• Local Authorities also have a particular role to play in safeguarding adults in vulnerable circumstances who are abused or at risk of abuse. Information about abuse or potential abuse should be shared with local authority safeguarding teams and, depending on the circumstances, may also require involvement of the police.
    It does not need a new ‘architecture’ for that to happen.  It should have been happening for years now.  They all failed.
  • Local Authorities will be part of the new local Quality Surveillance Groups … where they should share information and intelligence. If they have concerns about whether providers are meeting the ‘essential standards of quality and safety’ they should raise these with the CQC and with any other parts of the system with an interest through that Group.
    Why not use the word ‘must’ rather than ‘should’?
  • CQC ensures that only providers who have made a legal declaration that they meet the essential standards of quality and safety and satisfy the registration process are allowed to enter the market and provide care.
    But legal action is rarely taken against those who failed to obey that legal declaration.  That must change.
  • All regulated healthcare professionals must meet the standards set by their professional regulator and are required to ensure that they stay up to date in terms of their clinical skills by participating in continuing professional development.
    Where are the checks?  Where is the system for that which should have been happening?
  • Across the health and care system, we know that there are excellent examples of where local health and care economies have built strong working relationships between their organisations, where there is an active dialogue about quality and where concerns or risks are raised promptly and dealt with collectively in a coordinated way. But this is not the picture everywhere.
  • Different parts of the health and care economy should come together to share information and intelligence about quality as part of new Quality Surveillance Groups (QSGs).
    ‘Must’ not ‘should’.
  • These QSGs will provide a forum for local health and care economies to realise the cultures and values of open and honest cooperation.
  • The creation of QSGs should not add a level of bureaucracy to the system.
  • Any statutory organisation – local, regional or national – who has concerns about the quality of care of a provider should alert other QSG members to their concerns by triggering a Risk Summit.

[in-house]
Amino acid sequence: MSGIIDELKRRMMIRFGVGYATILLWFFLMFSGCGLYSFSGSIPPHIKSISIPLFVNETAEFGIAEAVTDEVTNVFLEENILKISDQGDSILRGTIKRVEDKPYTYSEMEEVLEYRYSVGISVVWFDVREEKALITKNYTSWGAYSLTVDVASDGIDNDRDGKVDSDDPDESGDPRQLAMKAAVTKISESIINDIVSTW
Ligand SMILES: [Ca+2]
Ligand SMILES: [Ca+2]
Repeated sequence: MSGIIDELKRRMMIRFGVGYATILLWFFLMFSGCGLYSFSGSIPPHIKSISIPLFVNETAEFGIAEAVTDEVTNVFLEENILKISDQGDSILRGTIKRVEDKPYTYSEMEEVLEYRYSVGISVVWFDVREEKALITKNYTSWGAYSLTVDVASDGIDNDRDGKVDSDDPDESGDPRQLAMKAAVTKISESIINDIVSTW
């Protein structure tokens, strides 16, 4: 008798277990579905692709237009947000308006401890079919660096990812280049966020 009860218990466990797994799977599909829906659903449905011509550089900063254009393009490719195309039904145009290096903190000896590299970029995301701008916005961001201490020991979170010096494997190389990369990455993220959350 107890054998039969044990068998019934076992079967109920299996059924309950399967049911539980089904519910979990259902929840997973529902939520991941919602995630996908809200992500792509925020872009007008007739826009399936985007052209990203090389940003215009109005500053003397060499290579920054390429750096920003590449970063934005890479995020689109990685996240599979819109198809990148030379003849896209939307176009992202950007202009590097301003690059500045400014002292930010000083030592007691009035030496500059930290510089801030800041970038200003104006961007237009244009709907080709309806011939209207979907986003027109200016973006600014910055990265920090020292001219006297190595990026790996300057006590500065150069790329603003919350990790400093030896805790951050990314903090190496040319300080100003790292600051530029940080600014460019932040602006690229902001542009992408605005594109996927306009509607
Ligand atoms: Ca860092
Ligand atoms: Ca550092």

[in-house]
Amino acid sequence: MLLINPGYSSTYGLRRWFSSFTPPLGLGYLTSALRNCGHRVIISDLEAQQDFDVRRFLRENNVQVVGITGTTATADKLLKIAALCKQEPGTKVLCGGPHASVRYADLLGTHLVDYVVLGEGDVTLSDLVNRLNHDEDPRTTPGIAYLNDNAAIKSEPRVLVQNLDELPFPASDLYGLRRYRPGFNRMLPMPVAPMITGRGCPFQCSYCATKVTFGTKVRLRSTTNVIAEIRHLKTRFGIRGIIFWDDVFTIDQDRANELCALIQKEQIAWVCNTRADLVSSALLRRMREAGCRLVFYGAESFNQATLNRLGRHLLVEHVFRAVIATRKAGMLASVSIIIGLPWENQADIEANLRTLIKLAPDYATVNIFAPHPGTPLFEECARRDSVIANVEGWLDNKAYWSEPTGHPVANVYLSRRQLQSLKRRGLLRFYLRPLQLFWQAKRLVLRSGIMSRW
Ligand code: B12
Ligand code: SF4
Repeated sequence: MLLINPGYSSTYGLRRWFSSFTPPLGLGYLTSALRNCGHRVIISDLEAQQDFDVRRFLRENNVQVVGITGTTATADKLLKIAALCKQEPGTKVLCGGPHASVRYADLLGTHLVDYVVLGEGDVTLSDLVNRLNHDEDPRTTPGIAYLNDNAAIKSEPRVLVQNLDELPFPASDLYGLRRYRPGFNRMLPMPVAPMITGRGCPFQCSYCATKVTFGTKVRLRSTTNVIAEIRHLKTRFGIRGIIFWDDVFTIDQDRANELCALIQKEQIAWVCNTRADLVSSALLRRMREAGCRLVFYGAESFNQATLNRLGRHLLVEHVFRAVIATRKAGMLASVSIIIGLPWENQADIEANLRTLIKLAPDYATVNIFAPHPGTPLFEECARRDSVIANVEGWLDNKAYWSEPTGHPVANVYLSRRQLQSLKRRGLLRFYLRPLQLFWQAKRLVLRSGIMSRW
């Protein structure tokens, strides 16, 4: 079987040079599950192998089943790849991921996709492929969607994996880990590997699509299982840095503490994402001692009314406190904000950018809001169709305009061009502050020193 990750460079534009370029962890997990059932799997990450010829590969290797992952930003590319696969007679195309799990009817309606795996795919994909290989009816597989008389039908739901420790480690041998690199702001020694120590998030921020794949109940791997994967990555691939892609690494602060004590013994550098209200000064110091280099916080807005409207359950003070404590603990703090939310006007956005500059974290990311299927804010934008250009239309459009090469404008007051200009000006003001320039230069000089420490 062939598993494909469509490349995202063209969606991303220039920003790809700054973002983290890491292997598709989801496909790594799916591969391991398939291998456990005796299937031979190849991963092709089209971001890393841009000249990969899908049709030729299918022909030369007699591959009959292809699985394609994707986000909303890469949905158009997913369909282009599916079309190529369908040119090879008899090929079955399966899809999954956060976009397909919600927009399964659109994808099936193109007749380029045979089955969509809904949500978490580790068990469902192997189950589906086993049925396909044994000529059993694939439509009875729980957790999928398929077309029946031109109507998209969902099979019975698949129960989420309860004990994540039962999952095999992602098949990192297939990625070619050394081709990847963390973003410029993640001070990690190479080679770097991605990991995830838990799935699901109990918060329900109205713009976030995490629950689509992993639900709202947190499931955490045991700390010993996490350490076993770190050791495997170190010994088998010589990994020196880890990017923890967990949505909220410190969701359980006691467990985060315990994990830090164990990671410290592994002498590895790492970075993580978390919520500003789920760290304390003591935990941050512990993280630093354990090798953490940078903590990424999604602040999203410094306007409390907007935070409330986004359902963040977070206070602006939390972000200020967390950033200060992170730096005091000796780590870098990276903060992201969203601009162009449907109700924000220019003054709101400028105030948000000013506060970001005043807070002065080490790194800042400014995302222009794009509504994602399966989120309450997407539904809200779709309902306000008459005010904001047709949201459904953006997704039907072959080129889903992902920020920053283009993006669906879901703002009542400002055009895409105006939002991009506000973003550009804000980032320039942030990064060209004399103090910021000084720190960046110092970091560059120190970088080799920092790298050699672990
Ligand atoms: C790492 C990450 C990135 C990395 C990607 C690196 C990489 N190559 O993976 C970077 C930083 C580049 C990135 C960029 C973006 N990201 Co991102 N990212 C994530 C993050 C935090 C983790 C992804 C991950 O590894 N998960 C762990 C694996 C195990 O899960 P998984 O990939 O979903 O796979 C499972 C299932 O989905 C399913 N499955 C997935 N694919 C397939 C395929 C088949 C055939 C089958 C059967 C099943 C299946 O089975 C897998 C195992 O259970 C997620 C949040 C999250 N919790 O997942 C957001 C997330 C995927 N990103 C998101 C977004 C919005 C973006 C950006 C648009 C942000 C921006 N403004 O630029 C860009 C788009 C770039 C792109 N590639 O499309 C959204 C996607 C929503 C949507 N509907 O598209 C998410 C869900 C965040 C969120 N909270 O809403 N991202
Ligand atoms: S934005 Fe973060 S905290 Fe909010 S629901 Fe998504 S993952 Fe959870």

• The NHSCB (NHS Commissioning Board)  will lead the establishment of QSGs so that by 1 April 2013, there  is a comprehensive network in place across the country.   (With monthly meetings.)
  • Where the concerns in question involve a potential adult safeguarding issue, the chair of the discussion must ensure that the relevant local authority safeguarding adults protocol is followed. This will help ensure that adult safeguarding processes are not compromised.
    At last a ‘must’!  That should have been happening – will anything really change?
  • However, they (i.e. the mechanisms described to encourage different parts of the system to work together) do not provide a silver bullet. Maintaining quality requires commitment, endorsement and leadership from every part of the system, from national to local levels. It must be seen as the business as usual of organisations individually and collectively.
    Another ‘must’ – more please!
  • The model we describe will not take away the risk of there being another serious failure in the NHS.

 Then, after 53 pages, comes:

  • The patient comes first – not the needs of any organisation.
  • Quality is everybody’s business.
  • If we have concerns we speak out and raise questions without hesitation.
  • We listen in a systematic way to what our patients and our staff tell us about the quality of care.
  • If concerns are raised, we listen and ‘go and look’.

 There’s talk of ‘rewards’ for those providing the standard of care we all expect, with a statement I don’t quite see the need for: ‘payments and incentives must be structured to encourage quality improvement’.  How about serious penalties for those who fail to provide the required standard, rather than financial rewards for those who are doing what they’re already being paid to provide?

There’s much talk of being ‘open and honest’, and I agree wholeheartedly with that as a major innovation that needs to be introduced to  the culture of care.   It is immoral for anything other than open and honest communication from a care professional.

It is the arrogance of the so-called professionals that has taken more than my breath away over the last 7 years,  since I first had to involve myself on behalf of a vulnerable person in need of care.  The arrogance of every single part of the system that I had to deal with.   The arrogance that made them all untouchable.   It protected them all along the way, as they delivered shabby shoddy sub-standard care, knowingly and complicitly.

The social workers, the multidisciplinary team, the heads of mental healthcare of older people team, the NHS assessment unit, the commissioning department, the local authority, the CSCI/CQC, the Adult Protection Unit and so on.  Arrogant, challenged in the optical department, challenged in the hearing department, challenged in the protection department.   They were all challenged as caring human beings.

And finally,

This report is meant as a guide to support the system in exercising judgement and applying common sense to what will be complex situations, where the impact of the decisions made will be profound for individuals, families and communities.

That’s the bit I like most – the application of common sense would prevent many situations becoming complex.  It’s not rocket science.  A modicum of common sense would suffice in many cases.

1 Comment

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One response to “Joined up care?

  1. I agree think that “surveillance” in the context of the care industry is a key issue. This is because blind regulation is a blunt instument which often has unforseen effects. This is because regulation naturally increases costs,and if there is insufficient inspection and enforcement of the regulations this hands a competitive advantage to those willing to cut corners, thus perversly increasing the share of care services provided by the less scrupulous. Conversly more inspection, supervision, intelligence sharing and enforcement would drive quality up even with less detail in the regs.